As a result, this reaction is (probably) practically only driven forward by direct energy input (aka a coupled reaction/external energy). This often, if not always, involves some energy input, such as light or a coupled chemical reaction, that directly impacts the electron states of the participant compounds. These changes in electron states change the identity/properties and stability of compounds, and, when applied effectively, they can help drive the reaction forward. However, relevant changes to electron states using heat not only often involve very high temperatures, but the effect of heat on electron states is also a highly statistical process. Thus, it may be relatively inefficient. Thus, pyrolysis, while it may be theoretically possible, would be incredibly impractical at achieving separation of carbon dioxide. (Also, to compare to your methane example, methane combusts readily, carbon dioxide does not. Methane has a standard enthalpy of formation of -74.87 kJ/mol.)

Finally, if you still need more reasons to look at a different way to drive this reaction, I have not mentioned: energy/cost to continuously scrape/collect the produced carbon, purify/collect/pressurize an inlet carbon dioxide stream, (if you actually want to run the reaction, you'll probably want) catalytic surfaces to encourage carbon deposition, possible packed/fluidized bed catalysts, heat exchangers, and much, much more.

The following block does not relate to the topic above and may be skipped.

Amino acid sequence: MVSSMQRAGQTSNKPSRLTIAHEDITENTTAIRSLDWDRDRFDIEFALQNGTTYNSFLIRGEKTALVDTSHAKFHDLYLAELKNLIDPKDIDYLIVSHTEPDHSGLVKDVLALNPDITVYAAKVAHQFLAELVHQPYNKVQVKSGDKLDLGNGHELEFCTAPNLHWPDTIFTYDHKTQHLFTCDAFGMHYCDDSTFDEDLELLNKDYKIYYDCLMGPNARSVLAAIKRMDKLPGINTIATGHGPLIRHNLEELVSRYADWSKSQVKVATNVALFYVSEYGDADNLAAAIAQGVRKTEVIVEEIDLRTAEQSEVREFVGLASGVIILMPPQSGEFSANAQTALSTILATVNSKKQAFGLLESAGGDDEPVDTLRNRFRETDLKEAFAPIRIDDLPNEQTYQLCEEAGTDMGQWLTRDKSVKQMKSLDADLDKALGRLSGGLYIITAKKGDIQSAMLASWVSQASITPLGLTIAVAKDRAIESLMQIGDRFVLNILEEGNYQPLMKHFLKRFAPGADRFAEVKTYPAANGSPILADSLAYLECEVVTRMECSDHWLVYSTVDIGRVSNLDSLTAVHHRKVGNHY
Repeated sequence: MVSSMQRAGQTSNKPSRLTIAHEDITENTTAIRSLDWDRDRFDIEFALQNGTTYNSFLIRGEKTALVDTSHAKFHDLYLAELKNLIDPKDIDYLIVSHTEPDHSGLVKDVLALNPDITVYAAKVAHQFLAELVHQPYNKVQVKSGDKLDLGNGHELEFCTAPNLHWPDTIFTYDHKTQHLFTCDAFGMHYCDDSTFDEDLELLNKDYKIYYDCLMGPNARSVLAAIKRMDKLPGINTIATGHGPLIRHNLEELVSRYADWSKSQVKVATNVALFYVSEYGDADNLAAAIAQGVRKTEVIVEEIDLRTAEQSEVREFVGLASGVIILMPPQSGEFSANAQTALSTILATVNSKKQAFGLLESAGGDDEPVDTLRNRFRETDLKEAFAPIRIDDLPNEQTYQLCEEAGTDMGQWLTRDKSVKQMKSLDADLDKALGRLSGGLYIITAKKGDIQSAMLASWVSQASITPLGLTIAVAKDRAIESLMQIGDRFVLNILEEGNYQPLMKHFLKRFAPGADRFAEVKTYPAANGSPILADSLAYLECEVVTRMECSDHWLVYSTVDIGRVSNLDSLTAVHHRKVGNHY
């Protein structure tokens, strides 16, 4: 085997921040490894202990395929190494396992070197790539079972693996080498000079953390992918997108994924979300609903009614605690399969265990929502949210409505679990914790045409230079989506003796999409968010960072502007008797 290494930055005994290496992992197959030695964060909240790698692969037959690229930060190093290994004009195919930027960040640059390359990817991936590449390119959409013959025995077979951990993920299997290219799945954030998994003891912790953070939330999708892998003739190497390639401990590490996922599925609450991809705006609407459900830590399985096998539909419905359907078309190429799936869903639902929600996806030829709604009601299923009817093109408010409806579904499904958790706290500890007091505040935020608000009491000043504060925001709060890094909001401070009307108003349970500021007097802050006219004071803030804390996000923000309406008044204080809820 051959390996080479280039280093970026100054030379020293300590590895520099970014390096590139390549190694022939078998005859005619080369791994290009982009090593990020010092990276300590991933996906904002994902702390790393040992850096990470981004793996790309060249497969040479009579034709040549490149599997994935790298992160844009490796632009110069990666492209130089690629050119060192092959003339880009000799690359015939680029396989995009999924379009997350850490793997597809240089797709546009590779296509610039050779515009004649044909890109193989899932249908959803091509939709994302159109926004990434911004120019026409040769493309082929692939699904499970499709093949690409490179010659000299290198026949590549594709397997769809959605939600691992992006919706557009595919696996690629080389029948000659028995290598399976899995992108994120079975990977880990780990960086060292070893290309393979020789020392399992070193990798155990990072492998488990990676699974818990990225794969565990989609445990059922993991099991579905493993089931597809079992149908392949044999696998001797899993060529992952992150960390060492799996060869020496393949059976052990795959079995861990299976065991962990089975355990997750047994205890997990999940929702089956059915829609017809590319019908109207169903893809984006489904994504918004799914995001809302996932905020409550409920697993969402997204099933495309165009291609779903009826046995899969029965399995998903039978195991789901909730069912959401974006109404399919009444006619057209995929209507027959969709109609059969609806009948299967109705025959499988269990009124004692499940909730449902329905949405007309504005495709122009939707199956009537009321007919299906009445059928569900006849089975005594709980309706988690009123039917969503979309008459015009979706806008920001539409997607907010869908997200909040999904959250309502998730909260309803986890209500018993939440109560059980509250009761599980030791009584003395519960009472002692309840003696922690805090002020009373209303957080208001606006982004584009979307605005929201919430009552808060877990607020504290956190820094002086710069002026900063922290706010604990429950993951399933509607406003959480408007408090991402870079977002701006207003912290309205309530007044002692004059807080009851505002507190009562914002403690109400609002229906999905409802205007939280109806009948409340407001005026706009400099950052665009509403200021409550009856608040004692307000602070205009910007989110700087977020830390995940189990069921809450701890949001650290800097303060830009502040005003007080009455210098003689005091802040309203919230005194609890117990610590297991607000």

ELI5: Methane combusts/reacts readily and is an "unstable" compound. Carbon dioxide is very stable and does not react easily. Higher temperatures can make some reactions that do not happen at a lower temperatures occur, but this particular reaction receives no such benefit. Heat and catalysis can also drive forward the speed of a reaction, but the reaction has to be able to occur first. Pyrolysis, as you described it, involves catalysts and heat. As a result, pyrolysis cannot be used to separate carbon dioxide into carbon and oxygen.

tldr: Excepting conditions extreme enough to perturb $\Delta H_{rxn}, \Delta S_{rxn}$, conditions of constant T,P never favor breakdown of carbon dioxide into elemental carbon and diatomic oxygen. Pyrolysis cannot drive this reaction.

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  • $\begingroup$ Thanks for all of that. How about this? What if you had two stages of reactions. Stage 1: Fe3O2 is heated to 1500C driving off oxygen. The resulting FeO is moved to CO2 chamber where it absorbs oxygen from the CO2. Result is CO and cooled Fe3O2. $\endgroup$ – Lee Jan 17 at 2:36
  • $\begingroup$ Stage 2: Pyrolyze the carbon monoxide. I realize this may sound like a silly waste of fuel but I'm only asking if it's technically possible? This may sound strange but there's a high probability we'll "spill" upwards of 25 to 40% of our total electricity production in the future. This won't really start to happen for 20 years but this is where we are headed. Dumping this production into a thermal reservoir and then pulling off the thermal energy could be a good way to utilize some of this spill. $\endgroup$ – Lee Jan 17 at 2:45
  • $\begingroup$ Aha.... Here is the sort of thing I was looking for. thechemicalengineer.com/news/turning-co2-into-carbon-black You make methane first by combining CO2 and hydrogen. Pyrolyze the methane into carbon and hydrogen. Repeat cycle. $\endgroup$ – Lee Jan 17 at 3:19